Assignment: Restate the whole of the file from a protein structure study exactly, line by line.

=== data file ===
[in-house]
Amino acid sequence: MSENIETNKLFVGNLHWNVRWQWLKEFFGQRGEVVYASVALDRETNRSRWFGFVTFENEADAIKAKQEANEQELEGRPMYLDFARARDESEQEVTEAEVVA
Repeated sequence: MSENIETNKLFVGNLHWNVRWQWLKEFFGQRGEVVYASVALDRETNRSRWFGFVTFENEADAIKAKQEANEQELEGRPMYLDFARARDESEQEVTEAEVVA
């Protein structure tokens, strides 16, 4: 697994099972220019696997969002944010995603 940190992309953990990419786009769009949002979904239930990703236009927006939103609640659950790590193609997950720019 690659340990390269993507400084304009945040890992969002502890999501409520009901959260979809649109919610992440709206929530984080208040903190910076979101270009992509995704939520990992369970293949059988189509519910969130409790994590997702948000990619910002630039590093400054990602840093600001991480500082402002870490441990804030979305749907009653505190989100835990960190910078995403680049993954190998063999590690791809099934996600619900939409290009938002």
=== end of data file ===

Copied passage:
[in-house]
Amino acid sequence: MSENIETNKLFVGNLHWNVRWQWLKEFFGQRGEVVYASVALDRETNRSRWFGFVTFENEADAIKAKQEANEQELEGRPMYLDFARARDESEQEVTEAEVVA
Repeated sequence: MSENIETNKLFVGNLHWNVRWQWLKEFFGQRGEVVYASVALDRETNRSRWFGFVTFENEADAIKAKQEANEQELEGRPMYLDFARARDESEQEVTEAEVVA
């Protein structure tokens, strides 16, 4: 697994099972220019696997969002944010995603 940190992309953990990419786009769009949002979904239930990703236009927006939103609640659950790590193609997950720019 690659340990390269993507400084304009945040890992969002502890999501409520009901959260979809649109919610992440709206929530984080208040903190910076979101270009992509995704939520990992369970293949059988189509519910969130409790994590997702948000990619910002630039590093400054990602840093600001991480500082402002870490441990804030979305749907009653505190989100835990960190910078995403680049993954190998063999590690791809099934996600619900939409290009938002």